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Dance can be art, ritual, or recreation.

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Human beings express themselves naturally through movement.
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We don't know when people began to dance; however, because dance is almost universal, and because it is so intimately interrelated with other aspects of a culture, it is quite possible that dance developed along with the evolution of our species. Prehistoric cave paintings from more than 20,000 years ago depict figures in animal costumes who seem to be dancing, possibly in hunting or fertility rituals, or perhaps merely for education or entertainment. Certainly, these depictions differ tremendously than our images of little ones in girls tights practicing their routines under the critical eye of their ballet instructor!

Written as well as visual evidence of dance has survived from the ancient civilizations of the Mediterranean region and the Middle East. Egyptian tombs depict people who seem to be dancers, often in acrobatic positions such as backbends; these figures probably represent professional entertainers who were slaves. Dancing was essential to agricultural and religious festivals. The Greeks admired dancing, including it among the activities fostered by their art, religion, and philosophy. In tragedy, the chorus used symbolic gestures and dance steps to accompany the spoken or sung verse. The Christian church, which dominated the European Middle Ages, disapproved of dancing. Dancing continued among the people, however, both in communal festivals and as entertainment. Variations of medieval peasant dances continue today as folk dances. Some peasant dances, taken over and adapted by the aristocracy, became courtly social dances that in turn evolved into ballet. And, this in turn led, eventually, to the need for proper dancewear, including little girls tights for the youngest practicing this art form. Ballet originated in the courts of Italy and France during the Renaissance, becoming primarily a professional discipline by the late 17th century. Since that time, even though its style and subject matter continue to evolve, it has remained a major art form of Western culture. In the late 19th and early 20th centuries the American dancers Isadora Duncan and Ruth St. Denis rebelled against ballet. The work of these modern dance pioneers led to the development of important new dance idioms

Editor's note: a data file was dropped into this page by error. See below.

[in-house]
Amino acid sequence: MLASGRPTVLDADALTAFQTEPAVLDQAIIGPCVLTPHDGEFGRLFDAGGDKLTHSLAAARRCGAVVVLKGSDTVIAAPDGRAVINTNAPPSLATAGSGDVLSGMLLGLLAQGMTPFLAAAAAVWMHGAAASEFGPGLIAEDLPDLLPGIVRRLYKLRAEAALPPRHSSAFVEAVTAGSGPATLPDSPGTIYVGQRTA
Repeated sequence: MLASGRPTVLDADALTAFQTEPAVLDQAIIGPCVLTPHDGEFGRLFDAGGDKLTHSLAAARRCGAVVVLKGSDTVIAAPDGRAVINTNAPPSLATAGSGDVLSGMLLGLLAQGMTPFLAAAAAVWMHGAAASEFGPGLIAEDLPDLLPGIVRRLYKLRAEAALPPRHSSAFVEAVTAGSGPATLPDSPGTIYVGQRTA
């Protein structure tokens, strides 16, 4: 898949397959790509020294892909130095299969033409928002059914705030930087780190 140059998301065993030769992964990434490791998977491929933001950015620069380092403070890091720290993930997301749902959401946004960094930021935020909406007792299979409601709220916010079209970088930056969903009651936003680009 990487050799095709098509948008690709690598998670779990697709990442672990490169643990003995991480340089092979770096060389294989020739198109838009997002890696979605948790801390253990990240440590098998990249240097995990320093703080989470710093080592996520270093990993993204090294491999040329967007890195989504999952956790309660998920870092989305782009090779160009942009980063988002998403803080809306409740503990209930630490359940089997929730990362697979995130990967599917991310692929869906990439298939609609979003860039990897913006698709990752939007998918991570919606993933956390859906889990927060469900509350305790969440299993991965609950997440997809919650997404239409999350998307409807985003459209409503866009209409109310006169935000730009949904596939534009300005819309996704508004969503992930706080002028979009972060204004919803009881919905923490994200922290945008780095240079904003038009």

Modern dance is a tradition of theatrical dance unique to the 20th century. It flourished in areas that lacked strong ballet traditions, such as in the United States where ballet companies were imported from Europe. Although modern dance originated in Europe, by 1930 the United States had become the center for dance experimentation.

The third period of modern dance began after World War II ended in 1945 and continues today. Such American dancers as Alwin Nikolais, Merce Cunningham, James Waring, Paul Taylor, Alvin Ailey, and Twyla Tharp found their movement sources in the proliferation of 20th-century dance styles. Their works combined and fused techniques drawn from social dance, ballet, and modern dance. (In the years following World War II, ballet choreographers also borrowed just as freely from modern dance.)James Waring and, more recently, Twyla Tharp worked both with ballet companies and with their own modern companies. Along with Paul Taylor and Alwin Nikolais, they employed sense of humor in their choreographies. Tharp began her career as part of the 1960s avant-garde. During this time of social upheaval the American dancers Yvonne Rainer, Trisha Brown, Meredith Monk, and others created works at the extreme limit of what is considered dance. They became interested in everyday activities, manipulations of objects, and mixed-media presentations. In the 1970s the dance mainstream came to accept these choreographers' works, but few so completely as Tharp's.

Tap dance is defined as a style of American theatrical dance, distinguished by percussive footwork that marks out precise rhythmic patterns on the floor. Some descriptive step names are brush, flap, shuffle, ball change, and cramp roll. The sources of tap dancing include the Irish solo step dance, the English clog dance, and Africa

Whatever dancewear you're looking for—from little girls tights to tap dance shoes or sophisticated costumes, Dancewear Solutions is one of many fine online merchants and catalogers that carry a full of your dancing necessities. Check them out and you'll be delighted with the wide selection and reasonable prices. The return policies are great also.

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